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Opinion

This is my black history

Personal stories are at the core of Black History Month. American's should honor Dr. Martin Luther King, Jr., but should not forego the average stories in every African-American family in favor of the once-a-century events and leaders in our history.

By Theodore R. Johnson / February 1, 2013

Kalylah Carter, 8, sings Beyonce's "Love on Top" during Martin Luther King Jr. Day celebrations in Panama City, Fla. on Jan. 21. Op-ed contributor Theodore R. Johnson writes: 'The crowning achievements of two remarkable men, President Abraham Lincoln and Dr. King, are inspirational, but fall short of the power found in the incredible stories of the everyday African-American family.'

Heather Leiphart/Panama City News Herald/AP

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Alexandria, Va.

Observations of Black History Month, which begins today, will no doubt pay special homage to two events celebrating milestone anniversaries this year: the 150th anniversary of the Emancipation Proclamation and the 50th anniversary of Martin Luther King Jr.’s “I Have a Dream” speech. These seminal developments in American history fundamentally reshaped the nation, and thus it makes sense for them to be the chief focus this month. But they should not be the only one.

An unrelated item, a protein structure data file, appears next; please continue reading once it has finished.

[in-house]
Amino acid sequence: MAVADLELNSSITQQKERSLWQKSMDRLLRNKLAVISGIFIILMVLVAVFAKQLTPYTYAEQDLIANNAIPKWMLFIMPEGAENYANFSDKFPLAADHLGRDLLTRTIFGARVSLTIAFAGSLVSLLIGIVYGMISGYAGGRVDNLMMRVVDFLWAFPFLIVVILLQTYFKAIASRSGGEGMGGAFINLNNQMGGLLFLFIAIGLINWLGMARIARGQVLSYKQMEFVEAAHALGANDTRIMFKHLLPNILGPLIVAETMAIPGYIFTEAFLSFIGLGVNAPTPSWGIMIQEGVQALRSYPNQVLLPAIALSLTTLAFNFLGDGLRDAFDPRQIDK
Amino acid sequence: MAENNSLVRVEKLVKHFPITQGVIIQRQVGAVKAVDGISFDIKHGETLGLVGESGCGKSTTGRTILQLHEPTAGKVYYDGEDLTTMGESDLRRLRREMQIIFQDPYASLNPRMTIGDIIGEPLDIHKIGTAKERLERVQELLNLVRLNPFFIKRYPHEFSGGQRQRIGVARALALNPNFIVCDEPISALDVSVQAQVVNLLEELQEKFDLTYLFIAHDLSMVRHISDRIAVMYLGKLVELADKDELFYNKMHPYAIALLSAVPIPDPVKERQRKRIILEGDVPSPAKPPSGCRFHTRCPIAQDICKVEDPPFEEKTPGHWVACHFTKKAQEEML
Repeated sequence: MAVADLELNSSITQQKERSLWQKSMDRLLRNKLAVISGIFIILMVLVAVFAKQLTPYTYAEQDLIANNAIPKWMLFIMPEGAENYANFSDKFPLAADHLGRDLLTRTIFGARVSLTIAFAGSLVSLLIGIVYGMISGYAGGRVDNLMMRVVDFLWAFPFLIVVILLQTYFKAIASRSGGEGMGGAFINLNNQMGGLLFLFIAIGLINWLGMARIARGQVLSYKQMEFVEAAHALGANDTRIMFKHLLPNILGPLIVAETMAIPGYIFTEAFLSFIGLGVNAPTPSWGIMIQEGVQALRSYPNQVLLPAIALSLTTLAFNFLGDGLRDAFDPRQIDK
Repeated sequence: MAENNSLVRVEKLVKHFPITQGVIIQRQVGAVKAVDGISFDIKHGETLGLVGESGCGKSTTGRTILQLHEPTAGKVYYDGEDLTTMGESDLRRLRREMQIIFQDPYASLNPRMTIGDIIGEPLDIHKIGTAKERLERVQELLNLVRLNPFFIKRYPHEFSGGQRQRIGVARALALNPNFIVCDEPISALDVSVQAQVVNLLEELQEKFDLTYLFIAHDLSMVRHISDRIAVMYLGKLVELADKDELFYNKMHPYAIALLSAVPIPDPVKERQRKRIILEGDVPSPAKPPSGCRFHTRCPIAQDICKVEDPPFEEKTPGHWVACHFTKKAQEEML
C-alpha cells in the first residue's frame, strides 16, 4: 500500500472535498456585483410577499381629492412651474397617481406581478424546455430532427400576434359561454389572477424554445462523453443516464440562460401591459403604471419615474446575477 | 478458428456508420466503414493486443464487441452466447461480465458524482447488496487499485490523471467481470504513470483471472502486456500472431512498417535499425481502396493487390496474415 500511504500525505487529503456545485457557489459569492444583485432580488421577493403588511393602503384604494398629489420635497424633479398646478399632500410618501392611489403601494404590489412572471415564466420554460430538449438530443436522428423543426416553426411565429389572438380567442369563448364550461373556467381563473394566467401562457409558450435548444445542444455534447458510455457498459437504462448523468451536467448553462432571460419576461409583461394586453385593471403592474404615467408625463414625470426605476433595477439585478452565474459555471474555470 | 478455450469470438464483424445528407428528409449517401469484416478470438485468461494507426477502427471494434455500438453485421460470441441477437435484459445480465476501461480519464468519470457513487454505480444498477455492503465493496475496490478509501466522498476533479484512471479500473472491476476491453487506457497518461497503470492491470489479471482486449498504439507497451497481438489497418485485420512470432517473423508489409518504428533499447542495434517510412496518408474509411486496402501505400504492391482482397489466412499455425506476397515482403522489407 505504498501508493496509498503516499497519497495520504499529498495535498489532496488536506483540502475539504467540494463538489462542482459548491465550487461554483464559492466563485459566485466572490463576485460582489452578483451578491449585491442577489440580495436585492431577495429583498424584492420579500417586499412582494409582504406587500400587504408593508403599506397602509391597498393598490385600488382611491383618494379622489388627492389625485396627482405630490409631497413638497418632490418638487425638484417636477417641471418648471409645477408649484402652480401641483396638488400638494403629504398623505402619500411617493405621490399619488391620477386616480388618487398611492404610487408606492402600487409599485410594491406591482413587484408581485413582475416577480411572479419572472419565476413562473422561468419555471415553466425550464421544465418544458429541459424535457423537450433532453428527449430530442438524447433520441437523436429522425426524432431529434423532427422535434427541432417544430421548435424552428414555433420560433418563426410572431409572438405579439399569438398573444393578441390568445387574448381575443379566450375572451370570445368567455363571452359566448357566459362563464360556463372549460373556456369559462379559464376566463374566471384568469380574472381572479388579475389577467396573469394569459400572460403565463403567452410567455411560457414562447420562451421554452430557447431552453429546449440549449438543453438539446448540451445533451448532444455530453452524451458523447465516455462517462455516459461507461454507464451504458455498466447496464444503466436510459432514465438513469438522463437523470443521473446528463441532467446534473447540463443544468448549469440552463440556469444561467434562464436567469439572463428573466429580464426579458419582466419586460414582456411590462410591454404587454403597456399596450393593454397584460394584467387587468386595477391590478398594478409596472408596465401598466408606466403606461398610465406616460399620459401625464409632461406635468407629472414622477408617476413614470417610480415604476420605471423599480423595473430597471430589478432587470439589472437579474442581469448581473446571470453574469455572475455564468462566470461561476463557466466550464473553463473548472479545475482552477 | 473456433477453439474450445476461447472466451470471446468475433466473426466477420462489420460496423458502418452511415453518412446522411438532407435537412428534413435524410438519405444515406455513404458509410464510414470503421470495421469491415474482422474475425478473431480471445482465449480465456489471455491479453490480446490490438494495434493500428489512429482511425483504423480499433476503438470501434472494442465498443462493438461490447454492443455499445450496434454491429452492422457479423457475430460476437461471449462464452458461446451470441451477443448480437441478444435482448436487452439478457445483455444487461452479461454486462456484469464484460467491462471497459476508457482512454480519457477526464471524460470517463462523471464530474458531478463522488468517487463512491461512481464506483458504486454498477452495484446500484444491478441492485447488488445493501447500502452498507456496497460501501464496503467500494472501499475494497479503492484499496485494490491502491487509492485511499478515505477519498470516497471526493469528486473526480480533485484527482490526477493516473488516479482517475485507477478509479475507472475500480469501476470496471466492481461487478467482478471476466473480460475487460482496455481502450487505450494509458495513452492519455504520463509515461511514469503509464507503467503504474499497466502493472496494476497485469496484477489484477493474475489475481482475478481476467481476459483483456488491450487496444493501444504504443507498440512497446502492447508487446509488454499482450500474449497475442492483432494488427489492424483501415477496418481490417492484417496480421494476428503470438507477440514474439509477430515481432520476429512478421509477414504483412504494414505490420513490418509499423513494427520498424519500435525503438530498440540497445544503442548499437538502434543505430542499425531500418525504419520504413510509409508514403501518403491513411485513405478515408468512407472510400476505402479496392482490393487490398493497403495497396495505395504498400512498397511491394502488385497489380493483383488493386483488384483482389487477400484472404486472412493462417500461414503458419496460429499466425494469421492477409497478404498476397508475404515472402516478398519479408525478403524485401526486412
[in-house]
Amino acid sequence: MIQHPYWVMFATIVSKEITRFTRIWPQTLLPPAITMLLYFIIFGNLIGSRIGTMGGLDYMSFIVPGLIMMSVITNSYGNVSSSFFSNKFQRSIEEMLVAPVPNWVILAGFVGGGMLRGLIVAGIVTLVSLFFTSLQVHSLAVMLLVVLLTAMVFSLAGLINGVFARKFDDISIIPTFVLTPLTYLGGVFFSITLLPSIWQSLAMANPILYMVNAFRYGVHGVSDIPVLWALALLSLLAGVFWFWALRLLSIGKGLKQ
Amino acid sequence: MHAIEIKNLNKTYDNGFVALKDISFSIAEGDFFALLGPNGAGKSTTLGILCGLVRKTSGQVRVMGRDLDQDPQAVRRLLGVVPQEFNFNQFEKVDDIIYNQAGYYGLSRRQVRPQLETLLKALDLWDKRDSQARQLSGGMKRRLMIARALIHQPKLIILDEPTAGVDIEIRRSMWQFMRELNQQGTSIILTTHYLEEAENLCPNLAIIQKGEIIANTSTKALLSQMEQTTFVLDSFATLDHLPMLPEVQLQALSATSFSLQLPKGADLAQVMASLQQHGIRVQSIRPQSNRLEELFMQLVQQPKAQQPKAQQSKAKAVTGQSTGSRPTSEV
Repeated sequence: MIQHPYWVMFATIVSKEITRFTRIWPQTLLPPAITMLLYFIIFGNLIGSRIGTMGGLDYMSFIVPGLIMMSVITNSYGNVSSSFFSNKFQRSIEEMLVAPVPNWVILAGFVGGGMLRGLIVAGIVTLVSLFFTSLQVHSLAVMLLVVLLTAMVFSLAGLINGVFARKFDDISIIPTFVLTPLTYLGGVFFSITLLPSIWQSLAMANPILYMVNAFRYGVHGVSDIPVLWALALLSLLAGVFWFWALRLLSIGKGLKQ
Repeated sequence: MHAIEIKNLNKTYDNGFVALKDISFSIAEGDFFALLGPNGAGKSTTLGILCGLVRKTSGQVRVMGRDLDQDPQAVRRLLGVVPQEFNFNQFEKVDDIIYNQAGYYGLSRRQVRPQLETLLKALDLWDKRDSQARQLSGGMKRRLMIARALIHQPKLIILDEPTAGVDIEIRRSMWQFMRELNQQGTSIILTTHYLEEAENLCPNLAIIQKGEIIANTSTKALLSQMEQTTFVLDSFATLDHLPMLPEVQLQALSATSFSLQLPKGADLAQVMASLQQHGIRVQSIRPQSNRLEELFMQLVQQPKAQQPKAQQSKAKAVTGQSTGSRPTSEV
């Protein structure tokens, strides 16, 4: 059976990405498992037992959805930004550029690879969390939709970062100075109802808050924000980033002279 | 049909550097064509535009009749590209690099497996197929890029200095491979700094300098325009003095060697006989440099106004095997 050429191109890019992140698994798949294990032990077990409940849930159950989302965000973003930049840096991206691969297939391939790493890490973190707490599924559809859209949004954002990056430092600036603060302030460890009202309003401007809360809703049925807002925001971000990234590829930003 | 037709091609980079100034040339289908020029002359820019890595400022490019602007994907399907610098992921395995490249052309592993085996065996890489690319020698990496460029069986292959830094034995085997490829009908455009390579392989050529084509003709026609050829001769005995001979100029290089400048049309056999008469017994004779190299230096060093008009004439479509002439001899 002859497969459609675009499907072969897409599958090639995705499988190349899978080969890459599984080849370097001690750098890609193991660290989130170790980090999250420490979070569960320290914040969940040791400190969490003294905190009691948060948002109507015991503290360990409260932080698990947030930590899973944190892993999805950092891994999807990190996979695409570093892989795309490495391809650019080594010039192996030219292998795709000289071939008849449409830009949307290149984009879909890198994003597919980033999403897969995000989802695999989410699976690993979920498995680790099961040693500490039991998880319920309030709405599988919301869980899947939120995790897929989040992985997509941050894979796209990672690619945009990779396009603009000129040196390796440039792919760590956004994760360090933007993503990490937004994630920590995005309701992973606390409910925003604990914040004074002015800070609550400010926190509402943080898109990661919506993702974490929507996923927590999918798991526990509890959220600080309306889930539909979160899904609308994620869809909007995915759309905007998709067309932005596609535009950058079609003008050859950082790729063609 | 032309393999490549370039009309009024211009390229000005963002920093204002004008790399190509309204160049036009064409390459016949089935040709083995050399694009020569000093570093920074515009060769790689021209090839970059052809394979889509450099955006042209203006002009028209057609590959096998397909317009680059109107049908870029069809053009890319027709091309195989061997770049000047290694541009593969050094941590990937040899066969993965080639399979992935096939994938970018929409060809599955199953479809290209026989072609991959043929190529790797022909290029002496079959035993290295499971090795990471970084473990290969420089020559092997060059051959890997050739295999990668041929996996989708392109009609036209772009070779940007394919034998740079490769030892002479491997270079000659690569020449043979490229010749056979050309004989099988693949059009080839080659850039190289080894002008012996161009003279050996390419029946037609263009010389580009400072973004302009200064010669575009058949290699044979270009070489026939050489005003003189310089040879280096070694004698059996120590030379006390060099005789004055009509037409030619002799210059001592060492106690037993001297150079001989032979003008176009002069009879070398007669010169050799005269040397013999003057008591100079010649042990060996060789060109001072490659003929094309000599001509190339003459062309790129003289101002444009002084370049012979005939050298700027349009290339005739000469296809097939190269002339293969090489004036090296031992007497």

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The crowning achievements of two remarkable men, President Abraham Lincoln and Dr. King, are inspirational, but fall short of the power found in the incredible stories of the everyday African-American family.

As evidence, we need look no further than President Obama – who used the Lincoln and King Bibles to take the inaugural oath last month – and the chosen title for his 1995 memoir: “Dreams from my Father.” Mr. Obama’s story is remarkable in many ways, just as the backstories of many African-American families are.

My dreams come from the same place. One of my family’s stories is of my great-grandparents’ admiration for a president and the fulfillment of their hopes for their descendants. In many ways, this story has guided my life’s journey.

The story begins when President William McKinley was assassinated in 1901. Theodore Roosevelt then ascended to the nation’s highest office, and arguably his first act of courage as president occurred that same year, on Oct. 16. On that night, at the personal invitation of President Roosevelt, Booker T. Washington walked out of the Blue Room of the White House and dined with the president and first lady, marking the first time an African-American had ever done so.

Much of the still-segregated nation was in an uproar when word of the dinner was made public. The US senator from South Carolina, Benjamin Tillman, said, “The action of President Roosevelt in entertaining that [n-word] will necessitate our killing a thousand [n-words] in the South before they learn their place again.”

Elsewhere in South Carolina, however, sharecropper Will and homemaker Annie Johnson were so inspired by the president’s gesture of equality that they named their son (my grandfather) Theodore Roosevelt Johnson in his honor.

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